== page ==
Mohamed et al. (2021) in Pakistan discussed the role of renewable energy in combating terrorism. This study looks at the relationship between terrorism, renewable energy, and fossil fuel consumption in Pakistan, taking into account several variables such as economic development and income disparity. Using the autoregressive-distributed lag testing technique, this study evaluated the long-term connection between the examined variables throughout the yearly period of 1980–2015. Their variables have long-term relationships, as shown by the Wald test. The summary results of the literature review regarding the Next-11 (N-11) countries are listed in Table 10.


TABLE 10. Main results of literature review according to PRISMA guidelines of Next-11 Countries.

Granger causality identifies the long-term bi-directional causal links between all variables. The research demonstrates short-term unidirectional causes between terrorism and fossil energy, GDP and renewable energy, and wealth disparity and fossil energy, even though there are bidirectional causal links between renewable energy and fossil energy in the near run. In reality, long-term statistics demonstrate that fossil fuels decrease terrorism while renewable energy increases it.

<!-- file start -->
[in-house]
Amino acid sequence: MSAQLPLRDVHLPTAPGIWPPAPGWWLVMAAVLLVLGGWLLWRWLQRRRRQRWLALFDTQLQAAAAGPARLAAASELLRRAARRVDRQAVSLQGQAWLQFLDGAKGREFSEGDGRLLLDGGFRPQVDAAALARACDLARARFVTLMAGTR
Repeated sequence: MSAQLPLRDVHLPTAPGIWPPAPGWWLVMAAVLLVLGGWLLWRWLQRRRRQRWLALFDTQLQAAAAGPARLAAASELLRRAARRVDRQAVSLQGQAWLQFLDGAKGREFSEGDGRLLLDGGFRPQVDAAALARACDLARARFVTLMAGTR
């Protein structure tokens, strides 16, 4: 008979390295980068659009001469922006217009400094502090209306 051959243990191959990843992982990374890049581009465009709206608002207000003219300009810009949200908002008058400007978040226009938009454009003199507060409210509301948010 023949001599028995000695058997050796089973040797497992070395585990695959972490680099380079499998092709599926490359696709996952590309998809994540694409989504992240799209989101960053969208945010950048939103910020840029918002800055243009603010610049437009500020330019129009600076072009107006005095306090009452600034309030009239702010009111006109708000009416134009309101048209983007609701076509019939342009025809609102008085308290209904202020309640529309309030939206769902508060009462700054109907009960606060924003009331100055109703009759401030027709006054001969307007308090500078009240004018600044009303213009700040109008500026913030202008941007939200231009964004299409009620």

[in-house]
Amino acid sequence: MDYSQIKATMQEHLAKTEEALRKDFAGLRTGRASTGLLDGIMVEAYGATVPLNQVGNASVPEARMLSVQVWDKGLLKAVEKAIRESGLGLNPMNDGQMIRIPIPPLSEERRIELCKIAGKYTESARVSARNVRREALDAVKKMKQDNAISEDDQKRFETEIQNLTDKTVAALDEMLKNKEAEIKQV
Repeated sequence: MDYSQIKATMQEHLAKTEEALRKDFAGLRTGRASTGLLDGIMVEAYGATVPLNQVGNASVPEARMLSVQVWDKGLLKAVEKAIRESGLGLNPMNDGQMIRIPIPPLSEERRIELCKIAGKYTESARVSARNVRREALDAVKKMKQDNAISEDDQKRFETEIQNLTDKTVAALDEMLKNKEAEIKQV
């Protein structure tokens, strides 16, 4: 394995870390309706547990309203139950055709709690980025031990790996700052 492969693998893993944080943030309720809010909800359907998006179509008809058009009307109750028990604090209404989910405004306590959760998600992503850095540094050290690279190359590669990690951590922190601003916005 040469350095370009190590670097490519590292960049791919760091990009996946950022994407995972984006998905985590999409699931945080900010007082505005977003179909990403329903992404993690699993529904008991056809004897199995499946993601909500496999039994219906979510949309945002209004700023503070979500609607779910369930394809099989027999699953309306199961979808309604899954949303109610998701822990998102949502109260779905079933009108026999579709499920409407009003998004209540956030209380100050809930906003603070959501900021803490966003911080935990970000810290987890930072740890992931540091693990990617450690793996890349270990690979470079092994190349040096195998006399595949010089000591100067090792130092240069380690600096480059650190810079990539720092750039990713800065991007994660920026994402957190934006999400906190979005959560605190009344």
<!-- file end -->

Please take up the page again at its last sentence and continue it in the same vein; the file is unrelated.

Wang and Wang (2020) studied renewable energy use, economic growth, and the human development index in Pakistan. This study examines the link between renewable energy consumption, economic growth, and the human development index in Pakistan from 1990 to 2014 using the two-stage least square approach. According to empirical research, using renewable energy does not improve Pakistan’s human development. Surprisingly, the lesser a country’s degree, the higher its income will be. CO2 emissions also contribute to the enhancement of the human development index. Furthermore, trade liberalization stifles Pakistan’s progress in terms of human development. Again, the long-term feedback idea between environmental influences and human development is supported by causality analysis.